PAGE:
Chocolate Pudding

When the silky white starch was first milled from the center of the corn kernel almost 200 years ago, creamy puddings soon became common desserts. My grandmother’s 1912 cookbook  suggests a vanilla pudding topped with poached fruit. Here was a quick, inexpensive pud  that didn’t demand stoking up the oven or rolling pastry. One hundred years later, grocery shelves displayed little cardboard boxes of cornstarch pudding mixes, and school cafeterias featured small, stemmed glass bowls of chocolate, butterscotch and vanilla pudding. Though tempting to view, the box pudding was usually, artificially flavored and cloyingly sweet.

Now that we’re really ready to walk away from prepared food, we can retreat to the original heirloom cornstarch puddings. We can lighten the sugar, intensify the flavor with real chocolate and make a nursery dessert something special for all ages. My granddaughters are delighted with chocolate pudding presented in stemmed martini glasses. For elders preferring a small serving, a rinsed eggshell half filled with pudding and nestled in an eggcup will make a perfect amount. Pretty recycled jam jars filled with homemade chocolate pudding make gifts to lighten anyone’s midweek blues.

Chocolate pud’s not a place skimp on richness when you’re looking for full flavor. Use whole milk or add a tablespoon of butter along with reduced fat milk. Cream is lovely but optional, and if possible, select a fine eating chocolate.

Chocolate Pudding

2 tablespoons sugar

1 ½ tablespoons cornstarch

2 tablespoons unsweetened cocoa powder

pinch of salt, scant 1/8 teaspoon

4 fl. oz. (½ cup) cream or whole milk

2 egg yolks

8 fl. oz. (1 cup) whole milk

2 oz. good semisweet chocolate, chopped, ½ a 4 oz. bar or scant 2/3 cup chopped

1 teaspoon vanilla

In a small bowl combine the sugar, cornstarch, cocoa and salt. Stir with a small whisk to remove all lumps. Blend in cream and egg yolks.

In small heavy saucepan scald 1 cup milk. Pour in the cocoa mixture, scraping everything from the bowl with a rubber spatula. Whisk to evenly combine then remove whisk and continue to stir in a figure-8 motion with a wooden spoon. Cook over moderate heat until the pudding thickens evenly and pops at least one boil bubble. Remove from heat and stir in chopped chocolate. Cool slightly. Stir again to evenly blend in melted chocolate; add vanilla. Divide into dessert cups or pour into a serving bowl. Decorate with curled chocolate if desired. Makes generous 2 cups, 4 to 6 servings.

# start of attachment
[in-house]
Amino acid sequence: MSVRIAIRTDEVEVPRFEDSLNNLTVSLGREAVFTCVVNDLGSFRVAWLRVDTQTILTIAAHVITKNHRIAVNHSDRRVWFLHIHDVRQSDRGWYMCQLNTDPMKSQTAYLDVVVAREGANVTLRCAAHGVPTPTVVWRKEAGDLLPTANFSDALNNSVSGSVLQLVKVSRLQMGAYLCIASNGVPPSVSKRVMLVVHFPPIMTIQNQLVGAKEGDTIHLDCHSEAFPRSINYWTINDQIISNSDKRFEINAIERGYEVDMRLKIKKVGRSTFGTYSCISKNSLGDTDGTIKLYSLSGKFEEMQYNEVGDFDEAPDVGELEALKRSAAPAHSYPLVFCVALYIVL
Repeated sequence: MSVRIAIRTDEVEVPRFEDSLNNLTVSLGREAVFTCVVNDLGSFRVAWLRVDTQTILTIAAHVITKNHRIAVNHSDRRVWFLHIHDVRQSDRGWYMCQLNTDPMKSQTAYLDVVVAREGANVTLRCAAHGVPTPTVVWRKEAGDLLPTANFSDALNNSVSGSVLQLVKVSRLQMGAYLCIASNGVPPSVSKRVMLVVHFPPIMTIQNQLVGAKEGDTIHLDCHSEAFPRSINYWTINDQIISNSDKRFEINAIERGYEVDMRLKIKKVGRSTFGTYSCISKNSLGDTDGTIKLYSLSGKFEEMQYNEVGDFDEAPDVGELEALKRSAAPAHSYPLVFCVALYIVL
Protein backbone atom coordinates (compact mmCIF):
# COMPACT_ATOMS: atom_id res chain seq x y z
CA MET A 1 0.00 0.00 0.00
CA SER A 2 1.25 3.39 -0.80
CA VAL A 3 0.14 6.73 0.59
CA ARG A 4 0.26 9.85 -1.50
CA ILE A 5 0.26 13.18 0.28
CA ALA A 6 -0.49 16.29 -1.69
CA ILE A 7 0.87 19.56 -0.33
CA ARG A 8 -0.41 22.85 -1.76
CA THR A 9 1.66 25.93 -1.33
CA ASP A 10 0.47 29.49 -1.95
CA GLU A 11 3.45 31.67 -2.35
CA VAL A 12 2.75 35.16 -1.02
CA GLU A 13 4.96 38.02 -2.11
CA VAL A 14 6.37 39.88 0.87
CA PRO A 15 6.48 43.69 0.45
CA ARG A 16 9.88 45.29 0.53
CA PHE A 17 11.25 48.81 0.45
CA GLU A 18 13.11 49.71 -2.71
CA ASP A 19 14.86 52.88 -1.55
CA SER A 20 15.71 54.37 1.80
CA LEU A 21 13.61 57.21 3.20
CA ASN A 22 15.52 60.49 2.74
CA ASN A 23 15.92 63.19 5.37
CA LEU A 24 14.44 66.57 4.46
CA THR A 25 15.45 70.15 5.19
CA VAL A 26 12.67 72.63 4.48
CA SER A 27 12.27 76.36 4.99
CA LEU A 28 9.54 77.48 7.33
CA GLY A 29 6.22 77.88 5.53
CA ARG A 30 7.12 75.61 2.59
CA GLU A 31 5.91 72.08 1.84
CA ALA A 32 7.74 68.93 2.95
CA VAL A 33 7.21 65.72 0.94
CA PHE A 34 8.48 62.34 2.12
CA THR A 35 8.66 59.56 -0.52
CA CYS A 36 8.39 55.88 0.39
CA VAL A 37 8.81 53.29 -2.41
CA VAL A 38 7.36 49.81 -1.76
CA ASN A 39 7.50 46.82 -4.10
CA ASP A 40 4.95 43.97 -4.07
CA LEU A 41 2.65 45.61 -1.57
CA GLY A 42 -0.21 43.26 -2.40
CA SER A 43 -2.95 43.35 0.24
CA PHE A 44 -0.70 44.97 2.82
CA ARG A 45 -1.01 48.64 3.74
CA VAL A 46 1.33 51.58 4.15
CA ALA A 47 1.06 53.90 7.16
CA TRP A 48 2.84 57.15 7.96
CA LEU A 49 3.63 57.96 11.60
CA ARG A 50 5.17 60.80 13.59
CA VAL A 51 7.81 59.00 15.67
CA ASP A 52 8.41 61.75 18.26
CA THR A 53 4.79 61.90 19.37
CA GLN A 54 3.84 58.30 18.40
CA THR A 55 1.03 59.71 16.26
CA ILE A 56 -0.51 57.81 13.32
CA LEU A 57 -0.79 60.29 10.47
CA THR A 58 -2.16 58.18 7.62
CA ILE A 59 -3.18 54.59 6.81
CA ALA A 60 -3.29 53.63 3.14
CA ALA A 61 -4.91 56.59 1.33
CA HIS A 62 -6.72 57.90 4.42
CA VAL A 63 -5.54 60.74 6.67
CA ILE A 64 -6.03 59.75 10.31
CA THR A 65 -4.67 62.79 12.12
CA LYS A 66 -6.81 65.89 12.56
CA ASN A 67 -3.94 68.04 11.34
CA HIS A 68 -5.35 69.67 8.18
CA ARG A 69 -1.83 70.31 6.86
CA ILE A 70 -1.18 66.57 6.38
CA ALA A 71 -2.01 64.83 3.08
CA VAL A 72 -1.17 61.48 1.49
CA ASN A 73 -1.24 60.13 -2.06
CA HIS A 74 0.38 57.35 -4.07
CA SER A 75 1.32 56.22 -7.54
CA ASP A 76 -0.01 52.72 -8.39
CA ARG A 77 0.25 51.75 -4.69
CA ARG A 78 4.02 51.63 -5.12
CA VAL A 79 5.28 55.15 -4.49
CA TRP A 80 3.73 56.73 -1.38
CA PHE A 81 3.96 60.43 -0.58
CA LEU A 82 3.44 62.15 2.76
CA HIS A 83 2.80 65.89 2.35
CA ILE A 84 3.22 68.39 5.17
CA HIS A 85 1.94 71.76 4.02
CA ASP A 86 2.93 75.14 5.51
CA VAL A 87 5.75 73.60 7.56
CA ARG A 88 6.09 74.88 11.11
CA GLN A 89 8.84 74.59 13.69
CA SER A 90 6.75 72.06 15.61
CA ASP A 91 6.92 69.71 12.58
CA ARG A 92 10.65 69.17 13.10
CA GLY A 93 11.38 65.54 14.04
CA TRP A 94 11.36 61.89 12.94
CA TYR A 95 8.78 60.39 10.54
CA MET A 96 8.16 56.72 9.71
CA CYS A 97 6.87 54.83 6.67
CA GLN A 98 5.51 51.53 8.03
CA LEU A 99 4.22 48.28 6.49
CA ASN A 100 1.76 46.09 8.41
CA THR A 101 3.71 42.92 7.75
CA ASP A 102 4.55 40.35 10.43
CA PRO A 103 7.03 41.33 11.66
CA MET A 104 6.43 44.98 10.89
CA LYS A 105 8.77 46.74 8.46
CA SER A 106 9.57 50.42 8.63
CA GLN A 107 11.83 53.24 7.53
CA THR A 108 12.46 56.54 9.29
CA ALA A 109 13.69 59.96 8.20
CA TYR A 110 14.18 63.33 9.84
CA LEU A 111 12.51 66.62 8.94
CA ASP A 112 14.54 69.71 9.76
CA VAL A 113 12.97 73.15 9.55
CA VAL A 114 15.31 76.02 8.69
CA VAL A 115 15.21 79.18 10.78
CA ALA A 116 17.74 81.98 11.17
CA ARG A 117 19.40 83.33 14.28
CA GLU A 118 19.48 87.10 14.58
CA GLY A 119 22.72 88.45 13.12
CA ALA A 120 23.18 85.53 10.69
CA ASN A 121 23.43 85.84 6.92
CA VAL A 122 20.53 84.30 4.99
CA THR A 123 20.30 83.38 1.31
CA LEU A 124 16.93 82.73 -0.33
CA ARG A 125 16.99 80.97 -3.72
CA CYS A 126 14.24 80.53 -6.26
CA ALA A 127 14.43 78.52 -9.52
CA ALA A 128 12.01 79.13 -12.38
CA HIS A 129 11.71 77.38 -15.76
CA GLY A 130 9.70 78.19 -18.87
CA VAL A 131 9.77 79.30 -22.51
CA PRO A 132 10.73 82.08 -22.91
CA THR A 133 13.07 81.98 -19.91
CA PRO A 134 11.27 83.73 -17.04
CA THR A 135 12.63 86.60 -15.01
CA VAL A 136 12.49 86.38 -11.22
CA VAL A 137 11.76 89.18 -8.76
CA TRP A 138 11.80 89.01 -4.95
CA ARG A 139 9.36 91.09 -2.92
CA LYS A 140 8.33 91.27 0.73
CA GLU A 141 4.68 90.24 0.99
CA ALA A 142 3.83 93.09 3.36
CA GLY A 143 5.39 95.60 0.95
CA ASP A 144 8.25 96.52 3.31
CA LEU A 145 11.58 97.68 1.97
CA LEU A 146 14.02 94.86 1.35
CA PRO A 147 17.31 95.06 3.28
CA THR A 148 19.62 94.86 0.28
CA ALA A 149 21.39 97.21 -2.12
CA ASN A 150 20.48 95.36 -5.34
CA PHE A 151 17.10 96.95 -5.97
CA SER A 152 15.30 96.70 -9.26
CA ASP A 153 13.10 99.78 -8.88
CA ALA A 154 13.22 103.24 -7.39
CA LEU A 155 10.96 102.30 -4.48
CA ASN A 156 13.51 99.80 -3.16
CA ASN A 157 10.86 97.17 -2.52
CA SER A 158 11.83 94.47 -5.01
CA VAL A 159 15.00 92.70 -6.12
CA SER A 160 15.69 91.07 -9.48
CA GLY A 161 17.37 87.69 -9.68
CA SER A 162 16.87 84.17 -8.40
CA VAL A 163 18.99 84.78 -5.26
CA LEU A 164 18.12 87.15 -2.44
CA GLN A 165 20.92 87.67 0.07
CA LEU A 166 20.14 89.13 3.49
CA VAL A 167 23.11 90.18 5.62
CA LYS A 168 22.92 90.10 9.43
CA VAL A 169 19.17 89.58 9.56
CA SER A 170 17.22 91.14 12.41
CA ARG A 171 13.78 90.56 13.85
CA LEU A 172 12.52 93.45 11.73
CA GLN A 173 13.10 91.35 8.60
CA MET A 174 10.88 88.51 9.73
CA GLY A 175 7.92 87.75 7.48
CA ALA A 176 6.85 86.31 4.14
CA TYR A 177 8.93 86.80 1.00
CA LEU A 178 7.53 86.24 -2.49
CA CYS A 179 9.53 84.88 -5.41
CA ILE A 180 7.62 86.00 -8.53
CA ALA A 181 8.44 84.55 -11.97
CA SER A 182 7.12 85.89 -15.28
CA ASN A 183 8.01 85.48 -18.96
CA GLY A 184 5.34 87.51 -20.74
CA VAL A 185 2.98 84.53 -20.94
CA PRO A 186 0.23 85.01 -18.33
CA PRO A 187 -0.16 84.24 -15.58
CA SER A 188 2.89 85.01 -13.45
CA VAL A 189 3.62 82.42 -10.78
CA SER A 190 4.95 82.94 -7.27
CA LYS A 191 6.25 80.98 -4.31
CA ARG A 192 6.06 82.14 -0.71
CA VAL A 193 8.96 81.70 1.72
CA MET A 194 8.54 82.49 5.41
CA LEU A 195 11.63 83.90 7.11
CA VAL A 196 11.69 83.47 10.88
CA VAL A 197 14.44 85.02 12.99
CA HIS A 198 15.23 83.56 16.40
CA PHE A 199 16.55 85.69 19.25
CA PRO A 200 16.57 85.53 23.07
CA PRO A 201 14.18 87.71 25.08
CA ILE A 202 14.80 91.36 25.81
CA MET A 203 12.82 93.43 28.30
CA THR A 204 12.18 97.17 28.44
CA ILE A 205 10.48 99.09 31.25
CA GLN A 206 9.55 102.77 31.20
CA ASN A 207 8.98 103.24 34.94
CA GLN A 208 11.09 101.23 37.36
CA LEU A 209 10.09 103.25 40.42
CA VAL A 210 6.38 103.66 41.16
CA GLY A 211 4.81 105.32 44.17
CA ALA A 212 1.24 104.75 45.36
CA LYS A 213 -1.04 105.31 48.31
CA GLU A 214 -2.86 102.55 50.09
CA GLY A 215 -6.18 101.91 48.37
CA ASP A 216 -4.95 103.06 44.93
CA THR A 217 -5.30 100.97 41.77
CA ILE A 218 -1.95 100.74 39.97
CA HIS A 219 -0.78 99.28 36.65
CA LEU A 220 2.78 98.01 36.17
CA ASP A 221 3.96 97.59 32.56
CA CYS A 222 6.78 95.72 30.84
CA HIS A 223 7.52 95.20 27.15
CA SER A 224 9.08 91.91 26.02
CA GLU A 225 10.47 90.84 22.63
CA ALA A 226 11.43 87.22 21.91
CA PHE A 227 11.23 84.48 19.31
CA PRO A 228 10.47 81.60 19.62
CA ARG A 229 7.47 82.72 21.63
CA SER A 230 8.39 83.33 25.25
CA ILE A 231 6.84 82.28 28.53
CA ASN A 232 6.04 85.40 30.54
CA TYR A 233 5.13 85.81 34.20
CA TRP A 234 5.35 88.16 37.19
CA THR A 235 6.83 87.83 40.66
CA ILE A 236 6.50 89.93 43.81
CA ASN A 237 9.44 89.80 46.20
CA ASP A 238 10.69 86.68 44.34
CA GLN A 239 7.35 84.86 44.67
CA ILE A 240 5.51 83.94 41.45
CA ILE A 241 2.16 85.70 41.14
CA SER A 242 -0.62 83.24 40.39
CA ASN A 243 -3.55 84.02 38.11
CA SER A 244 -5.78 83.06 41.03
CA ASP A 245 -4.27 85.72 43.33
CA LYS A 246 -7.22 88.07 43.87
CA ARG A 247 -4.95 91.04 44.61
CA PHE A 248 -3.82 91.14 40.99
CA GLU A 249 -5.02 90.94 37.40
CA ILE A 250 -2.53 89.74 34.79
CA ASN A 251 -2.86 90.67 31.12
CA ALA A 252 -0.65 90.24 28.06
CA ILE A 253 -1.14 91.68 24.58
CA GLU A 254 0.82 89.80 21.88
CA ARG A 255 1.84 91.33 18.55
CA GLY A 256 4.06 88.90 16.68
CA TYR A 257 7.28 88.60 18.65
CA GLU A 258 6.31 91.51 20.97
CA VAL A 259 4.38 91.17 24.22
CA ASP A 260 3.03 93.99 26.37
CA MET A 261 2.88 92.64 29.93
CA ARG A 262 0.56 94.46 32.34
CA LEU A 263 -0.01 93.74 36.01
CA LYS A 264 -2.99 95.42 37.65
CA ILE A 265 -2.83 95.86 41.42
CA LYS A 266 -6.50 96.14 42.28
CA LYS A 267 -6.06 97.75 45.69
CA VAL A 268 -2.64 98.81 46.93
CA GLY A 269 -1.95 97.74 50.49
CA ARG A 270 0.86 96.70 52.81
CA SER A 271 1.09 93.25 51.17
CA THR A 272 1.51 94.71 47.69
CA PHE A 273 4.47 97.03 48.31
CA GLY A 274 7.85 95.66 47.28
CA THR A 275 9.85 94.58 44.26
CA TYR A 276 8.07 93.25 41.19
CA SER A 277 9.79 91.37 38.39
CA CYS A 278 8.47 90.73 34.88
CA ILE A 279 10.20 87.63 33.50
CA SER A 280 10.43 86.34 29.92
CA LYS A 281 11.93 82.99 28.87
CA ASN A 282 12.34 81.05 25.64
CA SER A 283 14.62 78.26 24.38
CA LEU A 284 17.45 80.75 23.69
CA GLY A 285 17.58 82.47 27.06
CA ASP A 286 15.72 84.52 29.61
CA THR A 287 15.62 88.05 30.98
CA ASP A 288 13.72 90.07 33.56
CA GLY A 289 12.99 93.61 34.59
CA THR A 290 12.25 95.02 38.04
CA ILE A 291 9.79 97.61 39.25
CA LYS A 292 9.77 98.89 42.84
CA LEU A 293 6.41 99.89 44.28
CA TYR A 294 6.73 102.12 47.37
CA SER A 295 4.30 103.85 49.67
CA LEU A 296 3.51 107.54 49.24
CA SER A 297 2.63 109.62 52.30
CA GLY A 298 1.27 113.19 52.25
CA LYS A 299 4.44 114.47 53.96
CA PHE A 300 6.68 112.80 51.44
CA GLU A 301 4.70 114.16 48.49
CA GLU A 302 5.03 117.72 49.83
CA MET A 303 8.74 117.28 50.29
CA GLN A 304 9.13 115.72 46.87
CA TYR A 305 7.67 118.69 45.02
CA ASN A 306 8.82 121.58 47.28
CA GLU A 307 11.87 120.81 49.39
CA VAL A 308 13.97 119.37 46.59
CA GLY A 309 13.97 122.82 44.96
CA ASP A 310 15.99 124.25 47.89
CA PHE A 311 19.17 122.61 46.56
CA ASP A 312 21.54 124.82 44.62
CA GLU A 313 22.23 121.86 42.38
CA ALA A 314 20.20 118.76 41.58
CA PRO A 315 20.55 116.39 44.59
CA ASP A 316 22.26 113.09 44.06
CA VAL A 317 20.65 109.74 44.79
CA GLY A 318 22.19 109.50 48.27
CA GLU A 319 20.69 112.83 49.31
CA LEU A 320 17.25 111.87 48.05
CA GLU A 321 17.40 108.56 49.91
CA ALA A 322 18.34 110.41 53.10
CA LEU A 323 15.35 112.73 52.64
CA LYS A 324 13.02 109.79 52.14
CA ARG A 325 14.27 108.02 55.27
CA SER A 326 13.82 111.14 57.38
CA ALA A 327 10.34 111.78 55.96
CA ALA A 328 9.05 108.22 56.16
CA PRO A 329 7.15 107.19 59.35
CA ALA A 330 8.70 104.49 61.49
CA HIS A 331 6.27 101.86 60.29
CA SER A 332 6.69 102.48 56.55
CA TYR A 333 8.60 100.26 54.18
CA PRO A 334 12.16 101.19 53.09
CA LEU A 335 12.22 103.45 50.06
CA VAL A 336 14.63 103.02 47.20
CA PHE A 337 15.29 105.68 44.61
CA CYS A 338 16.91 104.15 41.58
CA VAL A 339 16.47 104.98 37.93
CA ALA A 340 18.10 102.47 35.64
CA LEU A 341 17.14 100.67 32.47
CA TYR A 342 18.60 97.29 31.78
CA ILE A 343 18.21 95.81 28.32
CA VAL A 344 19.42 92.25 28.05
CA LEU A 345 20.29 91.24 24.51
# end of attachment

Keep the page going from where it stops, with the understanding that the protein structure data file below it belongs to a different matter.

Mary Jo’s cookbook is available at


3 Responses to “Chocolate Pudding”

  1. James Reiss Says:

    Welcome to cyber-space, Mary Jo! Your brand-new blog looks fabulous. You’ve got a solid reputation as a stellar chef. Your recipes, many of which are featured in your cookbook, “Mary Jo’s Cuisine,” are meticulously written and, I’m sure, tested with your usual TLC for accuracy. As a longtime devotee of your cooking style, I can’t wait to sample your chocolate pudding, so inventively spoonable from an eggshell. I look forward to poring over any new comments and recipes you’ll post in your blog. To take a phrase from one Irish culinary maven, your food is simply delicious.

  2. JoAnne Sobol Says:

    Hi Mary Jo. Am so glad to know of your blog. Can’t wait to try the vegetable recipes in particular. I’ve recently discovered and enjoyed kale, particularly purple kale is special. Will try your recipe soon!
    It is also good to read introductions to each recipe. Next best thing to visiting after a delicious meal at your restaurant in Oxford………such fond memories!!!! (and such yummy, lovingly prepared food)

  3. JoAnne Sobol Says:

    Love reading your blog and looking forward to trying the vegetable recipes in particular.

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